How Long Can a Tenant Stay After the Lease Expires?
How Long Can a Tenant Stay After the Lease Expires?
Occasionally, your tenant may not vacate your rental property when a lease is up. As such, you may wonder how long a tenant can stay after the lease expires. This situation can be challenging to navigate, so it’s crucial to have all the facts before you take action.
This article will discuss what landlords should know, how to handle a tenant who won’t leave, and how to prevent the situation from occurring.
Can a Tenant Stay After the Lease Expires?
A tenant can usually stay at a rental property after a lease expires as long as the landlord allows them to. Suppose the original lease isn’t renewed or a new lease isn’t signed. In that case, the tenant may enter into one of two types of tenancy:
- Tenancy at will: This is when a tenant continues to pay rent with the landlord’s permission until either party wishes to terminate the agreement. A tenancy at will is not the same as a month-to-month lease since there isn’t a binding lease in the former situation.
- Tenancy at sufferance: If a landlord doesn’t give a tenant permission to stay but hasn’t evicted them, they have a tenancy at sufferance. In this case, it’s essential to understand your local landlord-tenant laws before taking action, as states may vary in how long tenants can stay in the property after the lease expiration date.
What Is a Holdover Tenant?
If either of the situations mentioned earlier occurs, your tenant is now considered a holdover tenant — someone who remains in the rental after the lease has expired. If the landlord continues to accept rent payments from them, a holdover tenant may have the legal right to occupy the property.
Holdover Tenant Risks
This arrangement may not bother you if you have a great relationship with your tenant and allow them to stay past the lease expiration date. However, there are risks to consider when dealing with a holdover tenant.
- Reduced landlord control: Since a lease agreement doesn’t bind a holdover tenant, you’ll have to be mindful of things like property damage, unapproved pets, rental arbitrage, and more. Holding the tenant accountable or pursuing legal action may be challenging without an enforceable lease.
- No guarantee of consistent rental income: Rental income from a holdover tenant isn’t guaranteed. They may pay rent late or notify you of plans to vacate before a rent payment is due if they have a tenancy at will. This can leave you with less income than initially planned and provide short notice to fill a vacancy.
- Delayed updates and maintenance: If you had plans to update a unit as part ofthe rental turnover process, your goals might be interrupted by a holdover tenant. For example, you may need to postpone repairing a water-damaged ceiling, which can worsen the damage and ultimately cost more. Similarly, a holdover tenant can also delay renovations that could increase the value of your rental.
How to Deal With a Holdover Tenant
Landlords have a few options when a tenant stays after the lease expires. Here are the main four to consider.
1. Allow the Tenant to Stay
Allowing the tenant to stay while continuing to collect rent is an easy way to avoid confrontation. However, landlords should know the risks of allowing holdover tenants to stay without an active lease and how this can impact their rental business before choosing this route. You may also want to consult with a lawyer or refer to your local landlord-tenant laws for important rules to be aware of.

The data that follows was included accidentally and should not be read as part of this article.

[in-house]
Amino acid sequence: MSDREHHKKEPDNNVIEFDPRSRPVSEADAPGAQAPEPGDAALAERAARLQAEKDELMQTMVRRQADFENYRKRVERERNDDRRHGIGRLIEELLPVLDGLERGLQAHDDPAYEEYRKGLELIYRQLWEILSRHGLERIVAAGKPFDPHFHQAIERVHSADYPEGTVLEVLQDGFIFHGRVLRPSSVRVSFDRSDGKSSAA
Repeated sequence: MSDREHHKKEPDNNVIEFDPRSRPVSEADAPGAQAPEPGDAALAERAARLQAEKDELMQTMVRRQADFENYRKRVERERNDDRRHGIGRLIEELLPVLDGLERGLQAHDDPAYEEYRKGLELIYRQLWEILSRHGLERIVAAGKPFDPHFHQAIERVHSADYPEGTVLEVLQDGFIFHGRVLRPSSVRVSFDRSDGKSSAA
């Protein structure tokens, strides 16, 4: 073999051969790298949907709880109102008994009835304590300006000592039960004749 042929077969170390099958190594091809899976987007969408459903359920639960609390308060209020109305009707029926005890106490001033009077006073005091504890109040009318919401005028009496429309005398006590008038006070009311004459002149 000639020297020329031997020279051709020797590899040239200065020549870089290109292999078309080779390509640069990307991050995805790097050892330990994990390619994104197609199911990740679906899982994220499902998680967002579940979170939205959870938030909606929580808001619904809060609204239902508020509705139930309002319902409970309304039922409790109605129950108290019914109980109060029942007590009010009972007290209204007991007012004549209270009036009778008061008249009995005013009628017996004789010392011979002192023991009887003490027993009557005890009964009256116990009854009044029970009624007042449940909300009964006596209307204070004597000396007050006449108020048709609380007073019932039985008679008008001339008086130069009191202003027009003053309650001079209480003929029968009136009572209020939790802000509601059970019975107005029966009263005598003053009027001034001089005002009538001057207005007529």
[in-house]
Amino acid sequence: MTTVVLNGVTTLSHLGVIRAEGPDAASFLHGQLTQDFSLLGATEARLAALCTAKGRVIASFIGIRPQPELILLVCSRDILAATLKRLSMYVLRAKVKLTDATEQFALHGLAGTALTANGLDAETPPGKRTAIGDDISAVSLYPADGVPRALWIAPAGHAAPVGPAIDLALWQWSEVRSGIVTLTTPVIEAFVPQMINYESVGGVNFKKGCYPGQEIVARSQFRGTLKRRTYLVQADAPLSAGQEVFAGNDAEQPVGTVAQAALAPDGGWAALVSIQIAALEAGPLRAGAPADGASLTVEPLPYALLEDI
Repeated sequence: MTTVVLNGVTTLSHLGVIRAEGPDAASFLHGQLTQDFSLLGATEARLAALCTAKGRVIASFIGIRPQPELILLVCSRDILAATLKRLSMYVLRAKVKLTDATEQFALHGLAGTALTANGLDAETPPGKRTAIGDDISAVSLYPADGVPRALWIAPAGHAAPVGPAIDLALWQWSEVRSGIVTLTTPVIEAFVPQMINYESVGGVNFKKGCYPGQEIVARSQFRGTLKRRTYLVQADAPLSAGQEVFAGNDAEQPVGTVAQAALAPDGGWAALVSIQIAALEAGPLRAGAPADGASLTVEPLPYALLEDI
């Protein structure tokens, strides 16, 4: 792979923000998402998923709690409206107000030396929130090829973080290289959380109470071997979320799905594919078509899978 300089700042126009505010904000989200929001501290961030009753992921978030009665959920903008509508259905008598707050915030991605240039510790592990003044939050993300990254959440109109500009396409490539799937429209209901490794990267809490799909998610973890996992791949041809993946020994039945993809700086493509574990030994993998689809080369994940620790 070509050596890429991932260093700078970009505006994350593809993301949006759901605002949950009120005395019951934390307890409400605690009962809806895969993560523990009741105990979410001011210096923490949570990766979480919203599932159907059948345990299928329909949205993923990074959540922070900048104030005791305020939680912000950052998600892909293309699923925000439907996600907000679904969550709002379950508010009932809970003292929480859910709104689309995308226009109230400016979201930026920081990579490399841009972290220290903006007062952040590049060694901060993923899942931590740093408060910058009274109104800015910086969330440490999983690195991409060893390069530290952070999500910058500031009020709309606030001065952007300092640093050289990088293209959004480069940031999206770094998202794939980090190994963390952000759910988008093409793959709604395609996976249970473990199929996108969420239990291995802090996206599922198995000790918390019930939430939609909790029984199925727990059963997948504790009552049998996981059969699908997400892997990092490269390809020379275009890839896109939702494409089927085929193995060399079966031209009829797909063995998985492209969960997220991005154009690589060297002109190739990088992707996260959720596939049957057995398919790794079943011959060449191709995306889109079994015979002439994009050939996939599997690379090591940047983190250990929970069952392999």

2. Negotiate a New Lease
By negotiating a new lease, the landlord and tenant will again have a legally-binding contract. This may help reduce the risks to the rental property since landlords can add clauses to enforce rules and restrict certain actions.
3. Offer Cash for Keys
A landlord may offer a tenant who refuses to leave cash as an incentive to cooperate. This is where a tenant agrees to vacate on a specific date in exchange for a payment from the landlord.
This method is a less expensive alternative to a formal eviction, but review your local landlord-tenant laws before taking this path to avoid legal violations.
4. Pursue Eviction
Landlords may also consider evicting a tenant who refuses to leave after the lease expires. The process varies from state to state, so you may wish to consult legal counsel before initiating an eviction.
If you plan to pursue this option, you must not accept any complete or partial rent payments from the tenant, as doing so will negate the eviction process.
What to Avoid If a Tenant Stays
Because holdover tenants have rights, there are actions and behaviors that landlords must avoid, even if the tenant isn’t paying rent. Landlords cannot:
- Threaten or harass a tenant to convince them to leave.
- Refuse to make repairs that affect the tenant’s health and safety.
- Change the locks while the tenant is still inhabiting the property.
- Perform a self-help eviction.
- Retaliate with a rent increase.
- Shut off the utilities.
These and other actions could violate a tenant’s rights and lead to lawsuits if the tenant decides to pursue legal action.
How to Prevent Tenants from Staying After the Lease Expires
An easy way to ensure a tenant doesn’t become a holdover tenant is to explicitly state your rules and expectations of what will occur towards the end of the tenancy in your lease. Clear instructions in a signed lease agreement will ensure you’re covered if you pursue legal action against a holdover tenant.
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